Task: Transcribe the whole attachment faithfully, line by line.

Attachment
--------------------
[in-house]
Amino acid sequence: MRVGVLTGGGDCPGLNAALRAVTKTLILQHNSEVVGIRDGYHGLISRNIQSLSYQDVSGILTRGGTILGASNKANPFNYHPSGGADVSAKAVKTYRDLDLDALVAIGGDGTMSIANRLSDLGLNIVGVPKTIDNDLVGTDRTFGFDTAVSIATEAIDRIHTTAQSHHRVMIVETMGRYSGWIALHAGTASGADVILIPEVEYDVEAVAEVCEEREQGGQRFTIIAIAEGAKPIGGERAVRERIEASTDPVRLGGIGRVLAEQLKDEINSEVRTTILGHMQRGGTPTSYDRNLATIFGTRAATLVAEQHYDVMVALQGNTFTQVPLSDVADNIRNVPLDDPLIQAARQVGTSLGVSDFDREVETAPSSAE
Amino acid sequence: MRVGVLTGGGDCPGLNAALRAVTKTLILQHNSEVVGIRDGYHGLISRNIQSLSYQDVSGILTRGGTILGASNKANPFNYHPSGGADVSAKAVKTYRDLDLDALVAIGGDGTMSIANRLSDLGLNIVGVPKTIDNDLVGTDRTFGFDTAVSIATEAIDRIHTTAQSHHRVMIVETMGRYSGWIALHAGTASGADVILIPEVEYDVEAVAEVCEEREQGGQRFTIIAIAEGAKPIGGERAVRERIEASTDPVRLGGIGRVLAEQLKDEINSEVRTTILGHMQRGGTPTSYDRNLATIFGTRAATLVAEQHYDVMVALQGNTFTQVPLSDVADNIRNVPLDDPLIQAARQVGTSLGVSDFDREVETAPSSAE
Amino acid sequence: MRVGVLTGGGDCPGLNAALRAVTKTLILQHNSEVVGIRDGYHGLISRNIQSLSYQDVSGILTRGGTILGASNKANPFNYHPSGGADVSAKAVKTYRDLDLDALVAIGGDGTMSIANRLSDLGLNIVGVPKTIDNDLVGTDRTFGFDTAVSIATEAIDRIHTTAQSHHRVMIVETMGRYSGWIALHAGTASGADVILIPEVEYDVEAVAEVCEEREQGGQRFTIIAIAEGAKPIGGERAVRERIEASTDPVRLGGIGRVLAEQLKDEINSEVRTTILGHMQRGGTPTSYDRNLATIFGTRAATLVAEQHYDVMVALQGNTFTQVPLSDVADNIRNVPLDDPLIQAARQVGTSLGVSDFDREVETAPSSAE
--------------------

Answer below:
[in-house]
Amino acid sequence: MRVGVLTGGGDCPGLNAALRAVTKTLILQHNSEVVGIRDGYHGLISRNIQSLSYQDVSGILTRGGTILGASNKANPFNYHPSGGADVSAKAVKTYRDLDLDALVAIGGDGTMSIANRLSDLGLNIVGVPKTIDNDLVGTDRTFGFDTAVSIATEAIDRIHTTAQSHHRVMIVETMGRYSGWIALHAGTASGADVILIPEVEYDVEAVAEVCEEREQGGQRFTIIAIAEGAKPIGGERAVRERIEASTDPVRLGGIGRVLAEQLKDEINSEVRTTILGHMQRGGTPTSYDRNLATIFGTRAATLVAEQHYDVMVALQGNTFTQVPLSDVADNIRNVPLDDPLIQAARQVGTSLGVSDFDREVETAPSSAE
Amino acid sequence: MRVGVLTGGGDCPGLNAALRAVTKTLILQHNSEVVGIRDGYHGLISRNIQSLSYQDVSGILTRGGTILGASNKANPFNYHPSGGADVSAKAVKTYRDLDLDALVAIGGDGTMSIANRLSDLGLNIVGVPKTIDNDLVGTDRTFGFDTAVSIATEAIDRIHTTAQSHHRVMIVETMGRYSGWIALHAGTASGADVILIPEVEYDVEAVAEVCEEREQGGQRFTIIAIAEGAKPIGGERAVRERIEASTDPVRLGGIGRVLAEQLKDEINSEVRTTILGHMQRGGTPTSYDRNLATIFGTRAATLVAEQHYDVMVALQGNTFTQVPLSDVADNIRNVPLDDPLIQAARQVGTSLGVSDFDREVETAPSSAE
Amino acid sequence: MRVGVLTGGGDCPGLNAALRAVTKTLILQHNSEVVGIRDGYHGLISRNIQSLSYQDVSGILTRGGTILGASNKANPFNYHPSGGADVSAKAVKTYRDLDLDALVAIGGDGTMSIANRLSDLGLNIVGVPKTIDNDLVGTDRTFGFDTAVSIATEAIDRIHTTAQSHHRVMIVETMGRYSGWIALHAGTASGADVILIPEVEYDVEAVAEVCEEREQGGQRFTIIAIAEGAKPIGGERAVRERIEASTDPVRLGGIGRVLAEQLKDEINSEVRTTILGHMQRGGTPTSYDRNLATIFGTRAATLVAEQHYDVMVALQGNTFTQVPLSDVADNIRNVPLDDPLIQAARQVGTSLGVSDFDREVETAPSSAE